“He told me several times that he didn’t like my kind,

‘Cause I was a bit too leisurely”

“You could burn up my clothes, smash up my ride

Well, maybe not the ride”

I do know that “Purple Rain” is a revelation and one of the few instances I was acquainted with the sublime. I do know that Prince was our only realization of a true Platonic form. I do know that Mozart was the Prince of his generation.

Let’s name the merits of “Purple Rain”. The best guitar solo I have ever heard. An undisputable Oscar for Best Original Song Score at the 57th Academy Awards. I had never wanted to be kicked so bad until I saw Prince kick the mic stand during the climax of performing at the American Music Awards in 1985. Those opening chords reflect what bandmate Lisa Coleman told Spin Magazine: “You know how [Prince] is. It wasn’t about coming out with the next record. The next record had to be a whole environment.” Let’s be honest, this record didn’t just create an environment, Prince probably caused the Big Bang leading to our creation. Look how beautifully the universe cooperated during the Super Bowl XLI halftime show, when Mother Nature wept as Prince’s guitar wailed.

The wonderful thing about “Purple Rain” is that for so many years I had no idea what it meant or referred to. I like that about songs, poetic, yet specific enough that every line bleeds into my own life and experience. Last week, VIFF screened Purple Rain, and just what is it about films you know you would love before even watching and it instills a devastating ache in you nonetheless? As I read the lyrics, I understand now. Each verse, a relationship for Prince as The Kid, summarized so tenderly: a son and a father, two lovers, and musicians. And these lyrics reflect as much of me as they do of Prince. I may still not truly know what that holy water is – Lake Minnetonka? the downpours in Vancouver? these tears I shed for such unbearable beauty, this indescribable ecstasy? – and that is okay.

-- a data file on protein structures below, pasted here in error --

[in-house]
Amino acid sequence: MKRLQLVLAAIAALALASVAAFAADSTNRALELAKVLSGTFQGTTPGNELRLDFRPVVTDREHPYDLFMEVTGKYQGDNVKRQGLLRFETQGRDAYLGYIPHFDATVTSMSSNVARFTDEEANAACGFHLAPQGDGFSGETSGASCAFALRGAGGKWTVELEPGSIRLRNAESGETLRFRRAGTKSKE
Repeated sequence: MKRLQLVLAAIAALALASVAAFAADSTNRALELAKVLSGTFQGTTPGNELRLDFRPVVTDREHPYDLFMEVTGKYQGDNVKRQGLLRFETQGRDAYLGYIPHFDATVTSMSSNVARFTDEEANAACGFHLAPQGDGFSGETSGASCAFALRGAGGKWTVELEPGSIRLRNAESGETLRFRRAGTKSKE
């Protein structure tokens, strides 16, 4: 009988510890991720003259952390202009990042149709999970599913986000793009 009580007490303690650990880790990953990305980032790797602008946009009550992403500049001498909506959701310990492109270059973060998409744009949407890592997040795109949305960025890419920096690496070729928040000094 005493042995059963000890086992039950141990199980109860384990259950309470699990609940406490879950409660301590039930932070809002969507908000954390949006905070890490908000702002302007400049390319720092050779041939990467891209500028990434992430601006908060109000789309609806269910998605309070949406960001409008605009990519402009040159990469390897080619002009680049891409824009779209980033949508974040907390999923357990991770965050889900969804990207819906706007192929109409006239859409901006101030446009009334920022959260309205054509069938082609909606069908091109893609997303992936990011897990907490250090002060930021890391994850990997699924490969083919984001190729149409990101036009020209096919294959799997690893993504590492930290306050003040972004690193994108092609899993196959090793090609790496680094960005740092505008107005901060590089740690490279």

Besides the piano and guitar chords teasing the pièce de resistance that is “Purple Rain” in the film, there was another song where I felt that wordless feeling again. I was tethered to the screen, as if some kind of mystical umbilical cord directly connected me to Prince, as my neurons fired, fiercely, in my body. What is this song? That scene which cuts to Apollonia staring back at The Kid, every fibre of his being ripping apart, that slow zoom held my own body together. I wanted to savour that moment. Another song, another beginning, before my full-throttled obsession. I haven’t been able to stop listening to The Beautiful Ones since.

Is it enough to have been alive at the same time as Prince? I set the bar low because I have nothing myself to offer. I truly believe that Prince, while having physically graced the same Earth as me, has operated on a plane that we cannot experience but can recognize. May that be enough for us.

— Sarah Wang, Programming Coordinator